Earth has only got finite resources and with rapid population growth, climate change and an increasingly unstable political landscape our time on this planet might be limited to decades, not centuries. At some stage, we’re likely to need a new home. One within reach but which can sustain human life, one way or another. When the time comes humankind will need to make a mass exodus and one potential destination could be Mars. This is the premise of Pella Kagerman and Hugo Lilja’s new film Aniara.
Aniara is one of a flotilla of luxury spaceships transporting human colonists on their short journey to Mars. MR (Emelie Jonsson) is in charge of Mima, a sentient computer which allows passengers to experience heightened memories. When the ship is damaged and knocked off course, their prospects look bleak. Whilst MR’s room becomes increasingly popular, Mima cannot cope with all the negativity. Leaving the colonists and crew to fend for themselves.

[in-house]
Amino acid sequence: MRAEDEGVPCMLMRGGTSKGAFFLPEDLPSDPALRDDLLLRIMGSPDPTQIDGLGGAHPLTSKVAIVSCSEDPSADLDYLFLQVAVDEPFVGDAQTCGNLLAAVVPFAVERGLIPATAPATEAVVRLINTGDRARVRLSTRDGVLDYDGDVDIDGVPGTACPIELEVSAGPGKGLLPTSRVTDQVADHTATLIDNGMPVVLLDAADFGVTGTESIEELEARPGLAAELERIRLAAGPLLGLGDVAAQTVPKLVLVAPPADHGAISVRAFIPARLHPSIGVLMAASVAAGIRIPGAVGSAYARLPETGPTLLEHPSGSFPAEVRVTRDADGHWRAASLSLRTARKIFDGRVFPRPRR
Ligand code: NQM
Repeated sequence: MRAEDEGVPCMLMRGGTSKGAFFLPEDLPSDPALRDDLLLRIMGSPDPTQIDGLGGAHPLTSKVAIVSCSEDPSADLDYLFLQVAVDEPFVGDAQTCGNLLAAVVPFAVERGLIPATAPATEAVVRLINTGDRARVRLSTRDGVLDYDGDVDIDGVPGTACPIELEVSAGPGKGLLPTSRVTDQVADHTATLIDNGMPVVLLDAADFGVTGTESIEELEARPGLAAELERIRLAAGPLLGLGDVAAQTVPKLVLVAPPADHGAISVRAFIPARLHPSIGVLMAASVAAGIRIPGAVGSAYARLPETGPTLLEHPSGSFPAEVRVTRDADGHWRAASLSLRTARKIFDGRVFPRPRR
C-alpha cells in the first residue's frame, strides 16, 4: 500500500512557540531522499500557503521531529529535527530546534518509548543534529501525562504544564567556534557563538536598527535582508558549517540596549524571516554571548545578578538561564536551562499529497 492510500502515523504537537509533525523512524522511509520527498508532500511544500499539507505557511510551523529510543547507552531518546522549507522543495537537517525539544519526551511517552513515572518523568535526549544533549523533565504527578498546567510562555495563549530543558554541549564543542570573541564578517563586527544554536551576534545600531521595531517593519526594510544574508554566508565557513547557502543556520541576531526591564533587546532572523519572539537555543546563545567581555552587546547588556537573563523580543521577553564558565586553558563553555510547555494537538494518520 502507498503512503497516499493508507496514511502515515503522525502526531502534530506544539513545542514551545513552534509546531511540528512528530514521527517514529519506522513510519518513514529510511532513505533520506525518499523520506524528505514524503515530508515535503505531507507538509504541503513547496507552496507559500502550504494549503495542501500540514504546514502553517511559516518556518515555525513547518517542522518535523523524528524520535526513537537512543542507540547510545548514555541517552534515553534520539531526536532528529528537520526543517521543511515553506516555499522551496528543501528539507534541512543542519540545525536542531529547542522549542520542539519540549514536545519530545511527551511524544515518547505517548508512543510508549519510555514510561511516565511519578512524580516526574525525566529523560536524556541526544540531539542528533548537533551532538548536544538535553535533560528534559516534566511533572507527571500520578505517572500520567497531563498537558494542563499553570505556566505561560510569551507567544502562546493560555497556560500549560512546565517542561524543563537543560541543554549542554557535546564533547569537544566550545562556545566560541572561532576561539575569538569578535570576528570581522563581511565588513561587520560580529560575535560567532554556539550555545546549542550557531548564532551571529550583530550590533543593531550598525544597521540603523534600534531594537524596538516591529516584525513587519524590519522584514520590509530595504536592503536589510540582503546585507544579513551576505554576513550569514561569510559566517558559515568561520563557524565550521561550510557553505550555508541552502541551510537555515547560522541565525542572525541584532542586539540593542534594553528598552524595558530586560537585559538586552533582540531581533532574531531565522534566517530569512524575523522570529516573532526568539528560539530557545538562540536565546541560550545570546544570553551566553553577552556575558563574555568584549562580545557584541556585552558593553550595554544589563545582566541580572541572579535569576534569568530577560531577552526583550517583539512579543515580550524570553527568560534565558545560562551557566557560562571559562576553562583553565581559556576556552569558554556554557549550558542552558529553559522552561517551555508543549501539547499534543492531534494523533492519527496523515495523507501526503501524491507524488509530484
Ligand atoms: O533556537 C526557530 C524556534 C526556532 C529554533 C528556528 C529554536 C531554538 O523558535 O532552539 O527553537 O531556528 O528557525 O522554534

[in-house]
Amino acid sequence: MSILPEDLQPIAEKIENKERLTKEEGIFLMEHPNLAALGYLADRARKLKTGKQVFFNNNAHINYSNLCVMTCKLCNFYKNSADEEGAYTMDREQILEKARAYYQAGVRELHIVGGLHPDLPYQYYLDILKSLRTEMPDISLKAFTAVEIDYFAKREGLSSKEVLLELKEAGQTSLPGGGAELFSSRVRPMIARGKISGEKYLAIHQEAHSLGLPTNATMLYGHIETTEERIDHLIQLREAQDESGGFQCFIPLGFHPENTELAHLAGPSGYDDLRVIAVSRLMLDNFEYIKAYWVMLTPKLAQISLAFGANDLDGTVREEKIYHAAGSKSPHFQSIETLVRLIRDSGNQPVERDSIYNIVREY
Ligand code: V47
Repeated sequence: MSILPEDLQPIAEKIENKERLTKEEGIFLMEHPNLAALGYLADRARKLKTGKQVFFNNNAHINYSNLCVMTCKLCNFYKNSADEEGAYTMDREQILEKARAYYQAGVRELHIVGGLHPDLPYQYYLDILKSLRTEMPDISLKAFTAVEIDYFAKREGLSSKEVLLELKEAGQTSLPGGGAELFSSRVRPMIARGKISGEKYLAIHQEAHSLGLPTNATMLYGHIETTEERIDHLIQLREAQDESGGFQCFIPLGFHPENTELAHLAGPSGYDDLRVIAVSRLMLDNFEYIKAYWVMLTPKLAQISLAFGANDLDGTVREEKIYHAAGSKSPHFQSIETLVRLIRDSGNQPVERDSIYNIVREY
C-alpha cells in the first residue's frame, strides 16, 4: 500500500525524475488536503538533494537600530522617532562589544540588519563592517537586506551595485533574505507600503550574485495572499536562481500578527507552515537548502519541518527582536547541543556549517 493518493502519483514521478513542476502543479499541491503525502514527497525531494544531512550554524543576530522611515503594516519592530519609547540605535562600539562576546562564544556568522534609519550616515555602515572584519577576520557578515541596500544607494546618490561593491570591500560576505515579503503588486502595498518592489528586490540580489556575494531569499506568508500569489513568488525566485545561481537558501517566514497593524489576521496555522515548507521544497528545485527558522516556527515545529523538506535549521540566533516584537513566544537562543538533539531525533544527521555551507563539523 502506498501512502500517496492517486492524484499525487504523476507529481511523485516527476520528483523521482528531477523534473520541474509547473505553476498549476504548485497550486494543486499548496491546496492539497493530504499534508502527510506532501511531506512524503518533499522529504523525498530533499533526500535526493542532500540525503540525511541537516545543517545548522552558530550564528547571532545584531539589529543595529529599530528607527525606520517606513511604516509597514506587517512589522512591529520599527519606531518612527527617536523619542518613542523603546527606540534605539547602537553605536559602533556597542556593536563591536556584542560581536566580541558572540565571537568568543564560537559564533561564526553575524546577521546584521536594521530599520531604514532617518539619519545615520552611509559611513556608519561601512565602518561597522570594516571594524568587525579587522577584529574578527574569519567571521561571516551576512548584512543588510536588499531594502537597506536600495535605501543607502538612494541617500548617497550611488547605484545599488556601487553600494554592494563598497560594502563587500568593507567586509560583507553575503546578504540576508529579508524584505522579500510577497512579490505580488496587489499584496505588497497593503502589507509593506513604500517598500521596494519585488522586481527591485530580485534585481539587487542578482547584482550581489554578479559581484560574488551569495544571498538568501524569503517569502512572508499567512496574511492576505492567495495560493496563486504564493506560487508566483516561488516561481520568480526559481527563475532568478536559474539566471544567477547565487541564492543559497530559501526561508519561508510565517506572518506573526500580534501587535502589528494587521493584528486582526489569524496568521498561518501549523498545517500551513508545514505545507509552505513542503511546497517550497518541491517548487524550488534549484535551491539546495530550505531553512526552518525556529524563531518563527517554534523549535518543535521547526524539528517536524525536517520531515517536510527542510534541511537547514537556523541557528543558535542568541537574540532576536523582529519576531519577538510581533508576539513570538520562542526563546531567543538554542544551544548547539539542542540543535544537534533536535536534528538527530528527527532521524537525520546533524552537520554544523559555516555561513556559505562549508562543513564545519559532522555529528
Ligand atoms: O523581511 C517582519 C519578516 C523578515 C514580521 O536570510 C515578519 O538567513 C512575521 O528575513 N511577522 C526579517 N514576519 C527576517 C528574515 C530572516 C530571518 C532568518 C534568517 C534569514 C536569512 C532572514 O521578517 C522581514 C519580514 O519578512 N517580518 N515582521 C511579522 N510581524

Aniara is a strange and unsettling sci-fi which has a rather bleak outlook on the future of humanity. Mima is mankind’s ethical crutch. Her absence leads to a descent into animalistic tendencies, despotism, fake religions and a desperate need to belong. Based on a poem by Harry Martinson, which itself was a response to the hydrogen bomb, Kagerman and Lilja’s film investigates the intrinsic human need for purpose and order. Aniara is a metaphor for the problems of our time and the possible vessel for our redemption.
Aniara is released in cinemas and on Digital HD from 30 August.